Congressional panel hears testimony on criminal informants


A hearing this morning of two U.S. House of Representatives judiciary subcommittees featured the testimony of several national experts on the use of criminal informants by police. Among those testifying was Alexandra Natapoff, a professor at Loyola Law School in Los Angeles. Her written testimony advocates for better oversight on the use of criminal informants:

The government’s use of criminal informants is largely secretive, unregulated, and unaccountable. This is especially true in connection with street crime and urban drug enforcement. This lack of oversight and quality-control leads to wrongful convictions, more crime, disrespect for the law, and sometimes even official corruption. At a minimum, we need more data on and better oversight of this important public policy.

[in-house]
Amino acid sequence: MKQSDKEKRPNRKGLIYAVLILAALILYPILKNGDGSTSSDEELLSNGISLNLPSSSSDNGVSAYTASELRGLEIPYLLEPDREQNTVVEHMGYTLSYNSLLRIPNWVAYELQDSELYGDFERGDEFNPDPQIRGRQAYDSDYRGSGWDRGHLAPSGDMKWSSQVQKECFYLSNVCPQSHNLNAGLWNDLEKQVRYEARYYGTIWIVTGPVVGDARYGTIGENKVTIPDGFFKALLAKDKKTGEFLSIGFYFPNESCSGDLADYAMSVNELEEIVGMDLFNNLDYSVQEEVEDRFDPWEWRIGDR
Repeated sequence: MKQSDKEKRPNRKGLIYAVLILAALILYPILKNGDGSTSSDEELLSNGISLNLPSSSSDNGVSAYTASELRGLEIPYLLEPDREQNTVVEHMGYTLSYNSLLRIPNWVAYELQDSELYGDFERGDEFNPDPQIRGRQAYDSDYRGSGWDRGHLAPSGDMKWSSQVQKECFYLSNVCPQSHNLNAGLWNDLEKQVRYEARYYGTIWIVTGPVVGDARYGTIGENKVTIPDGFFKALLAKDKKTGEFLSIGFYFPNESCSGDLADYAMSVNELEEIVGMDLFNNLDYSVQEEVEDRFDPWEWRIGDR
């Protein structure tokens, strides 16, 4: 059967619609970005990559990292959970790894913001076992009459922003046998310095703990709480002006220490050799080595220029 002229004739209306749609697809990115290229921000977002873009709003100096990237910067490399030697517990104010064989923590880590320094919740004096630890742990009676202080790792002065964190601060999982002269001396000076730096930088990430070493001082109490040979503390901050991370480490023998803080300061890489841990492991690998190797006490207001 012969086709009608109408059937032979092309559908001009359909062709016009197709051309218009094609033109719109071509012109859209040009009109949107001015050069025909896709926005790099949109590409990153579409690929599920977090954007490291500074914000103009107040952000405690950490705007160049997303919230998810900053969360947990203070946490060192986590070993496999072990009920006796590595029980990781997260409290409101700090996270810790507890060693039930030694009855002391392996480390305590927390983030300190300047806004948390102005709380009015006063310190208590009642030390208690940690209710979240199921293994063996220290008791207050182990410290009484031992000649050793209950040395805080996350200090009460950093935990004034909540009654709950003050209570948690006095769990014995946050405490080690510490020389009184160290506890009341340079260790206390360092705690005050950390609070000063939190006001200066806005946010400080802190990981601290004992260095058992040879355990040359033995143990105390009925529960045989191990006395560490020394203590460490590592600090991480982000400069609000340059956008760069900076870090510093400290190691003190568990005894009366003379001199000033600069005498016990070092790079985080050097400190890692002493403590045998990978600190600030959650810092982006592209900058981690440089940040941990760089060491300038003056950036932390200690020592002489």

Read Natapoff’s

full written testimony

(PDF) or an abstract of her January article from the University of Cincinnati Law Review: “

Snitching: The Institutional and Communal Consequences

Read testimony of

other witnesses

at today’s hearing.

Read a

blog post about today’s hearing

on the Texas criminal justice blog Grits for Breakfast.

Read more about how snitches and informants can contribute to wrongful convictions in our

Understand the Causes section


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